Spotting After Period

A Quick Guide to Spotting after Period

Spotting after period is a condition that usually happens to every woman sometime in her teen or adult life. It happens to many women frequently and for the most part, is not anything to worry about. Hormones can bring on all types of changes in a woman’s body.




Spotting after period or in-between periods makes a lot of women nervous and many immediately think that something must be wrong. This is especially true if you have had a normal period for many years and then you start spotting after period for the first time. If you are still a teenager, it is even more common for there to be spotting. Sometimes young women do not gain regularity in their periods for several years.

It is not uncommon for the spotting after period to be brown and to be very light. When blood is brown, it means that it is older blood that just didn’t make it out during your last period. If this happens occasionally, there is probably no problem at all but if it starts happening very consistently, you should be examined by a medical professional to make sure that everything is OK.

You should also visit a medical professional if the spotting after period is bright red and if it starts to be heavy. There are many reasons for spotting and flow in-between periods. Some are normal and some are not. Sometimes this type of bleeding can be caused by a cyst in the ovary or uterus that needs to be removed. It could be a larger problem that might mean ultimately having a partial or complete hysterectomy.

Sometimes a procedure known as a D & C can be performed and the bleeding can be stopped. The formal name is dilatation (D) and curettage (C), which is a widening of the cervix that will allow an instrument into the uterus for curettage, a scraping of the walls of the uterus. This is a procedure that is often done to treat heavy menstrual bleeding, irregular periods, to remove tissue after a miscarriage, diagnose uterine cancer and other conditions. The procedure is usually done under general anesthesia.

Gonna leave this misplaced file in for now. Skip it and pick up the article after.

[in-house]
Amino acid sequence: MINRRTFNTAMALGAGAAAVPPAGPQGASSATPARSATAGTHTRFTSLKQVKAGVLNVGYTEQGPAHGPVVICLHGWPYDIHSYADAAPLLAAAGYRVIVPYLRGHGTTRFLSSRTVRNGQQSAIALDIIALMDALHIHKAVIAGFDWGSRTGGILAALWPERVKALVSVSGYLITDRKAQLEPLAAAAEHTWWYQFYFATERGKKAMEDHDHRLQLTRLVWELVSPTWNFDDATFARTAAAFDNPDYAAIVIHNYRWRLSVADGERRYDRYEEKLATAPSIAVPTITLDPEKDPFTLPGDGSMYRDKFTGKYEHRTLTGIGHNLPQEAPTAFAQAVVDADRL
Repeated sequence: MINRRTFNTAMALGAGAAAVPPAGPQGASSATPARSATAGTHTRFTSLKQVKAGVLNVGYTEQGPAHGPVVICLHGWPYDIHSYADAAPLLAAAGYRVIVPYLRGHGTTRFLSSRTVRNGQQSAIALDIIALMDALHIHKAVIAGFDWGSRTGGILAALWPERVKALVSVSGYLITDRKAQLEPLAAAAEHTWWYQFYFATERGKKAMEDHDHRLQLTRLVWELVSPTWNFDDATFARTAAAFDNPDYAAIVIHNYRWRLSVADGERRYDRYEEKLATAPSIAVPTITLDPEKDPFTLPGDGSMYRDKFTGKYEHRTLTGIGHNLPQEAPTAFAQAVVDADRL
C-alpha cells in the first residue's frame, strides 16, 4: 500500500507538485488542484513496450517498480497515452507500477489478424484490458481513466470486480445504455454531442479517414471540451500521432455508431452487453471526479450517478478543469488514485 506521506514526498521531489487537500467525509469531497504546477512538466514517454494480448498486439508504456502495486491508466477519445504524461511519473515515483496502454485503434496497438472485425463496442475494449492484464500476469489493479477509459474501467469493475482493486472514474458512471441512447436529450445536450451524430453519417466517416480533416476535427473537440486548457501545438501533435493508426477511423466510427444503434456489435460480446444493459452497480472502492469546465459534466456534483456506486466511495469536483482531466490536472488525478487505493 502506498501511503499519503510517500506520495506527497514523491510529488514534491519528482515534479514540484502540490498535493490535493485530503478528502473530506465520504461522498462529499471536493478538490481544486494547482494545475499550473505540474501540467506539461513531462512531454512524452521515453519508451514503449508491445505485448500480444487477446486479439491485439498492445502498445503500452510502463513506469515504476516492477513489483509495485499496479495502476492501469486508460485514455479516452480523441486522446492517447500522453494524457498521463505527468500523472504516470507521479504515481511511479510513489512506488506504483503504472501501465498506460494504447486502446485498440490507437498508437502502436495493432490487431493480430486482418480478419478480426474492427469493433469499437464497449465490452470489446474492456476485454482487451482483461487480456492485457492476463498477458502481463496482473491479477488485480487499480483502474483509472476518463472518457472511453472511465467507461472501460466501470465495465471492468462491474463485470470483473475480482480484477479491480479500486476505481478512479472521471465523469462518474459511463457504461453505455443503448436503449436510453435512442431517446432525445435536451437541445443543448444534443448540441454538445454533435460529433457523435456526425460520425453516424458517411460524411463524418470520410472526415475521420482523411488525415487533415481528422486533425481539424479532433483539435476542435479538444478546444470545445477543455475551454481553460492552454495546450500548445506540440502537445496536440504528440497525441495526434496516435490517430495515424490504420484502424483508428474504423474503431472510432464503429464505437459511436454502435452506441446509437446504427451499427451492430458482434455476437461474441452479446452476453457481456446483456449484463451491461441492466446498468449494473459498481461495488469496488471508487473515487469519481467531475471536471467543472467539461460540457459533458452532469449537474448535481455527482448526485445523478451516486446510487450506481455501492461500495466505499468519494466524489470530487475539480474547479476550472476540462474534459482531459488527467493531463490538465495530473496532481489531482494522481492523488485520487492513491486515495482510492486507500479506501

If you have spotting after period, the technical name for it is metrorrhagia. Make sure the blood really is coming from the vagina and not from your rectum or blood from urination. Some common causes of spotting after period include fluctuations in hormones, thyroid levels which are low, stress, beginning or stopping the use of oral contraceptives or estrogen, use of IUDs, medications, Gyn procedures, injury, cancer or other illnesses.

Spotting or any type of vaginal bleeding can be a problem for women who are pregnant or women who have gone through menopause and who have been over a year without a period. If you fall into one of these categories, get checked out by a gynecologist right away. And, remember that every woman should see a gynecologist at least once a year for an annual exam.

One of the reasons it is always good to write down your menstrual dates is so you know right away at what stage you are at in your monthly cycle. Keeping a journal and writing down things such as spotting after period can give your doctor more information to work with in determining if something may be wrong or not.

Spotting can occur with some contraceptive methods, such as an intrauterine implant or a birth-control shot. If you take the “pill” for birth control and miss a dose, vaginal spotting can also occur.

Play it safe with spotting after period. If the blood is brown or if it happens very occasionally, there is most likely no problem. If other conditions are present and/or the blood is bright red, see a medical professional to make sure everything is O.K.